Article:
Women, Children, and the Rhetoric of Milton’s Divorce Tracts
van den Berg, Sara
Early Modern Literary Studies 10.1 (May, 2004)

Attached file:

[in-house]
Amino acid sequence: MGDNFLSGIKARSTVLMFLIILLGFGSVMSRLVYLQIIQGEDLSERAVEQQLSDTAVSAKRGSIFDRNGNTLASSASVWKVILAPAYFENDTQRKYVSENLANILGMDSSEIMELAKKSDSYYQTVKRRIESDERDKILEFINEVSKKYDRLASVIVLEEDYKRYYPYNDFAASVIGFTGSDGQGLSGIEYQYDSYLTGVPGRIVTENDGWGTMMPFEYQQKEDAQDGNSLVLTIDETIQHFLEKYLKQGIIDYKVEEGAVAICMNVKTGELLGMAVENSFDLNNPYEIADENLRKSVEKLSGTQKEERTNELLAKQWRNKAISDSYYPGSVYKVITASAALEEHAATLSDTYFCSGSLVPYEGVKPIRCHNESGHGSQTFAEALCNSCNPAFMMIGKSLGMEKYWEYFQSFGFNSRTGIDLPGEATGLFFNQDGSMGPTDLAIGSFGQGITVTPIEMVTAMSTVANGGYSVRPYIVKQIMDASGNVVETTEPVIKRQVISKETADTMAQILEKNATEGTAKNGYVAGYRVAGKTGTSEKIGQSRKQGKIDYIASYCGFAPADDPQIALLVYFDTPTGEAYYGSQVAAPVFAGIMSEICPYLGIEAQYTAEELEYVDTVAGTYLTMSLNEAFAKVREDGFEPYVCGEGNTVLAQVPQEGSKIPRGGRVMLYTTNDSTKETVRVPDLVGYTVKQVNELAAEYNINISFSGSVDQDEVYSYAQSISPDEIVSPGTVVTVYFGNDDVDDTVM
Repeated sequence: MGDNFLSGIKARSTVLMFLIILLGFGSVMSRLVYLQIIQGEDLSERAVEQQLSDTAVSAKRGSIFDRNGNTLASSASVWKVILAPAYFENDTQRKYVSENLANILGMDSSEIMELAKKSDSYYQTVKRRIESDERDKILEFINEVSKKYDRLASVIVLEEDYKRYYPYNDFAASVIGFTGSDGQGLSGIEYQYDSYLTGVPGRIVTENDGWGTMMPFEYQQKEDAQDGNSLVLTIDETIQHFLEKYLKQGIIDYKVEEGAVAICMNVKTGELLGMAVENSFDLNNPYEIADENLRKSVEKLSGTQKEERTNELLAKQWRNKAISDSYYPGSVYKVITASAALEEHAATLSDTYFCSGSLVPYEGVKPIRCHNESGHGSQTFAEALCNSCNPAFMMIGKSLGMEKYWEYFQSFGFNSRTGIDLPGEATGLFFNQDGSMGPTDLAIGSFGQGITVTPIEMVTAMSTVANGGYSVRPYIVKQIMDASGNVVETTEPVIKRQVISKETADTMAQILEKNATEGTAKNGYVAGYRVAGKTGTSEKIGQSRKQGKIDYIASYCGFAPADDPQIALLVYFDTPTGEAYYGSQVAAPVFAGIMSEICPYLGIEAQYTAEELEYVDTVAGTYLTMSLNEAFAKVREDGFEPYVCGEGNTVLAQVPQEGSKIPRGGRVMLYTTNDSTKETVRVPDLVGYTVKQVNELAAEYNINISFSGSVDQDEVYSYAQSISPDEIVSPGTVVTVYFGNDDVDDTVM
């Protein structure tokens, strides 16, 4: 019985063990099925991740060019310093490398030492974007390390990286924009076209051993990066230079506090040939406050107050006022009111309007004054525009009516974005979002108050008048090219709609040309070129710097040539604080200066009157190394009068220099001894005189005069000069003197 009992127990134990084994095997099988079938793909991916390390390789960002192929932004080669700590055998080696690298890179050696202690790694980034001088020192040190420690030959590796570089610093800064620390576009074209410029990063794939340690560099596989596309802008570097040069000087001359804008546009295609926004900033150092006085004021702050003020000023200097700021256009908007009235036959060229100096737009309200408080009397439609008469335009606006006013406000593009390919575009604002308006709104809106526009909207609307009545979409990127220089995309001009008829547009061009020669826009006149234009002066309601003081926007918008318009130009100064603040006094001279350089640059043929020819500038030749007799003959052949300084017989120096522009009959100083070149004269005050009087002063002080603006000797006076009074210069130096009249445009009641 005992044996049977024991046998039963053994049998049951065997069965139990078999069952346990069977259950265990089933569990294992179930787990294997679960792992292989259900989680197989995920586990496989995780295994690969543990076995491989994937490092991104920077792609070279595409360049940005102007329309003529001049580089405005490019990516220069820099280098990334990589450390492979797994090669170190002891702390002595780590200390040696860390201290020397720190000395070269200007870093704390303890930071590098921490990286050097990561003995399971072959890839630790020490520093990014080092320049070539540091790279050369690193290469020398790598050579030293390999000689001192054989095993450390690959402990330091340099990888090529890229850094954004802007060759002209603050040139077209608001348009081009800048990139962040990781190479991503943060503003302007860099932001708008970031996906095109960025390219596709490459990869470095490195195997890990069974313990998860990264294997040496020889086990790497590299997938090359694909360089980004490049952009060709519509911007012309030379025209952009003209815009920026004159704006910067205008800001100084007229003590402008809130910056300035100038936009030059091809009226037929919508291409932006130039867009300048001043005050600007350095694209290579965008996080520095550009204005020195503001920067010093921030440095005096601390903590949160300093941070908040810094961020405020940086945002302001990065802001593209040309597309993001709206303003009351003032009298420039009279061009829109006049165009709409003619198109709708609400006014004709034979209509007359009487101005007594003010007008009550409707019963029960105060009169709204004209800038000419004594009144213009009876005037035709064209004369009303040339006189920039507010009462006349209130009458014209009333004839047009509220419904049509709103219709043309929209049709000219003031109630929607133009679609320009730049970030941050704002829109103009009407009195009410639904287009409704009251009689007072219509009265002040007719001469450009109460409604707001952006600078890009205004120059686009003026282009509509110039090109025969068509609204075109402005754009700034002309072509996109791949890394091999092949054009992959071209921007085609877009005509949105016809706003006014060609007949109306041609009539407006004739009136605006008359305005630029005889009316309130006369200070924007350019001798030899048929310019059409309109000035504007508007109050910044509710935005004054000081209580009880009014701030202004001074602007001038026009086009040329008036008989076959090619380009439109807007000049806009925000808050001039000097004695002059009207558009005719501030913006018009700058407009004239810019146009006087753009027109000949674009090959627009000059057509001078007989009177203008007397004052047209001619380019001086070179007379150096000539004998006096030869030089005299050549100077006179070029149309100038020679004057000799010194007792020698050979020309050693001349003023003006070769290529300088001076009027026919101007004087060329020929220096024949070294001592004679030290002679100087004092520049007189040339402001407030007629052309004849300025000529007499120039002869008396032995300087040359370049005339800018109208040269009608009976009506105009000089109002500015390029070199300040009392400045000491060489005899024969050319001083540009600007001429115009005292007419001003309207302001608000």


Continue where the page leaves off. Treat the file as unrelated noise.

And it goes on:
In his divorce tracts, Milton uses vignette, metaphor, and vituperation as rhetorical strategies to augment his rational argument that English marital law should be reformed to permit divorce on grounds of personal and spiritual incompatibility. Vignettes of unhappy marriage not only reflect Milton’s own biographical circumstances when he wrote the tract but also give his readers a way to understand the experiential motivation of marriage, divorce, and the call for reform. Images of women and children in the divorce tracts augment his rational argument, indicating Milton’s deep awareness of the cost of failed marriage. His vituperative rhetoric in Colasterion displace onto an anonymous critic the rage he felt toward Mary Powell.